“You’re kidding me. This is a joke.”
“No. Well, I’m not joking. But I do find this entire series of events extremely funny.”
“Y-you’re not angry?”
“Angry?” Mr. Fell’s eyes crinkle with devious amusement. “Never. This is ineffability at work in the world. Pure and simple. I’m delighted. I cannot wait to tell him all about this.”
“Wait. Tell him? You mean he doesn’t know?” Maya sits back in her chair. “I ruined his life! He’s famous. Infamous. How could he not know he’s the Plant Man?”
“My dear, you didn’t ruin anything. And Anthony doesn’t really pay attention to things like this. He likely has no idea. But I think you’ll find he’s been famous for a long, long time already. He really won’t mind. Oh, I can’t wait to show him, he’s going to be so pleased.”
Maya has no idea what that means. Already famous? For what?
But Mr. Fell is already clearing away their mugs. A subtle, kind signal that she should probably get going. And so she does. She packs up her notes, thanks this absolute angel of a man profusely, and goes home. Even though it’s rather late, she can’t stop thinking about the encounter, so she turns on her laptop, and begins to write her paper.
Maya gets top marks on her paper, and decides to stop by the bookshop to thank Mr. Fell. She brings him a tin of cocoa mix as a gift. The subject of Anthony comes up, and she learns that Anthony and Mr. Fell take a cottage in the South Downs during early summer each year. When she hears they’ll be gone for a few weeks, she gets an idea. And when she asks Mr. Fell, he tells her it’s brilliant, so they make a plan.
At brunch a few weeks later, Crowley notices Aziraphale is wearing something new. It’s some kind of shirt, hidden underneath his usual waistcoat and jacket.
“Angel, what are you wearing?”
“I’m glad you asked,” Aziraphale says serenely. He opens his jacket so the shirt is visible. It’s a picture of Crowley, stalking down the street after what is obviously one of his plant rescue missions. The words I SURVIVED THE PLANT MAN are emblazoned across Aziraphale’s chest. “It’s you, my dear.”
Crowley stares at the shirt for a long time, nonplussed. “That’s me,” he says, uncomprehending. “But why? How?”
“You’re famous again,” Aziraphale says. Crowley lifts his eyes to find that his friend is trying very, very hard not to laugh. His lips are pressed tight, his nose is all crinkled.
“How in the -”
“Caught red-handed, I’m afraid,” Azirapahle smirks, buttoning his jacket again. “Or, is it green-thumbed?”
“Oh, shut up."
“I rather like this, I had no idea you’d taken such an interest in the plants of London.”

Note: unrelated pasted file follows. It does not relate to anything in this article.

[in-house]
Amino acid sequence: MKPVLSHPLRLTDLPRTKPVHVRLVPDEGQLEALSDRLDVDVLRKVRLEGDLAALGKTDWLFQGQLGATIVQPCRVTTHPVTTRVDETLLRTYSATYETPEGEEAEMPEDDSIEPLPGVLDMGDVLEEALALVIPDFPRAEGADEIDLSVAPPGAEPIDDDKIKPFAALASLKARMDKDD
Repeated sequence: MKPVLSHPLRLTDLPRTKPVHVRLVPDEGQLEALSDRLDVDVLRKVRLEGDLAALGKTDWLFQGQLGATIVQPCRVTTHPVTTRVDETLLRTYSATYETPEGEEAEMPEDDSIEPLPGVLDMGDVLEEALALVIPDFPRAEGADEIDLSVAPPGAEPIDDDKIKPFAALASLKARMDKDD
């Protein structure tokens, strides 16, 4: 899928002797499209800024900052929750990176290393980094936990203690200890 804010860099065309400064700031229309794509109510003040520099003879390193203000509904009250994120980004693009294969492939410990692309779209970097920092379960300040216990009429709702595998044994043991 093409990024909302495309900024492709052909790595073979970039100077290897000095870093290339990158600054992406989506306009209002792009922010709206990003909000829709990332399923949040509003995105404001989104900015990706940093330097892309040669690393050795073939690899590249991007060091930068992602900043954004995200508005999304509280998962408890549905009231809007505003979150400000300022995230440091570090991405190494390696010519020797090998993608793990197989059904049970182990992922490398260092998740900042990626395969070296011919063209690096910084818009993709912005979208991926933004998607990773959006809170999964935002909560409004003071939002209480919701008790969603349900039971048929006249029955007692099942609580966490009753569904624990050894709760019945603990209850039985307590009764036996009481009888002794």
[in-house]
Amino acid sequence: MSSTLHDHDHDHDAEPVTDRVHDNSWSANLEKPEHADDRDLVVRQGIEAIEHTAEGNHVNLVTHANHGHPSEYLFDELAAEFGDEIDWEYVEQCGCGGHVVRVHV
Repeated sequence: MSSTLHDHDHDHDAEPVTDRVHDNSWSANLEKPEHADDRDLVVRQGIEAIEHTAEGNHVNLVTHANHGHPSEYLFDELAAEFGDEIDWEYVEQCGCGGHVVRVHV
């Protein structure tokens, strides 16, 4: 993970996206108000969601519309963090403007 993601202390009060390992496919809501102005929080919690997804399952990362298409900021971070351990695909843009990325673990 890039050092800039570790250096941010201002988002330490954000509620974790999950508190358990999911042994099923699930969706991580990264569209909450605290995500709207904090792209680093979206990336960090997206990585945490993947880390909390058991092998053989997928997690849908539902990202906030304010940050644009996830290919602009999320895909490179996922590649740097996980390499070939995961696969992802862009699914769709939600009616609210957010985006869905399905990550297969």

“Yeah, well,” he sighs, and makes a noncommittal gesture with one hand. “Nnnn.”
“It’s bound to earn you a commendation. People are going to be invested in the mysterious identity of this being for quite some time. Imagine all the inefficiency and wasted time and arguments. You’ve even got two websites currently duking it out over whether or not you’re a hoax.”
“Are you angry?” Crowley asks.
Aziraphale leans in, incredulous. “Why would I be angry?”
“Because you can’t thwart this? It seems like it’s spiraled far beyond our control. I’m on a t-shirt.”
Aziraphale takes a bite of buttered toast and chews thoughtfully. Finally, he says, “No. London’s our little Eden, isn’t it? And who would stop the gardener from keeping the place in top condition? Think of all the plants you’ve saved. You’re making the city better.”
Crowley turns slightly pink. “Shhh, angel, someone will hear you.”
“Oh, it’s all going in your reports anyway, what does it matter? I’m just viewing it from a different perspective, is all.”
“I have a reputation to uphold. And I have plants at home that cannot find out about this.”
“Ah! Speaking of your plants,” Aziraphale lights up, “I met a very nice young lady who has offered to mind your flat for you while we’re in the country this summer. She said she’d absolutely be willing to take care of your plants. I already vetted her. Shall I give you her number then?”
Crowley considers this. “Yeah, all right. Why not? I’ll call and set up a day where I can train her to yell at them properly. But, why did she volunteer in the first place?”
The side of Aziraphale’s mouth quirks up. “She called it a penance, of sorts.”
“I probably shouldn't ask. But. What did she do that was bad enough to get this as a penance?”
“Oh, nothing,” says Aziraphale. It’s true. “Just consider this as the story coming full circle. The things we put out in the world have a way of coming back to us.”
“On that we can agree,” sighs Crowley. “Just promise me you’ll never wear that shirt again. Don’t need that coming back to us.”
“I’ll do no such thing. It’s stylish. Besides, I bought you one too. It would be funny if you wore it.”
Now that , Crowley thinks, imagining the possibilities herein, is an idea.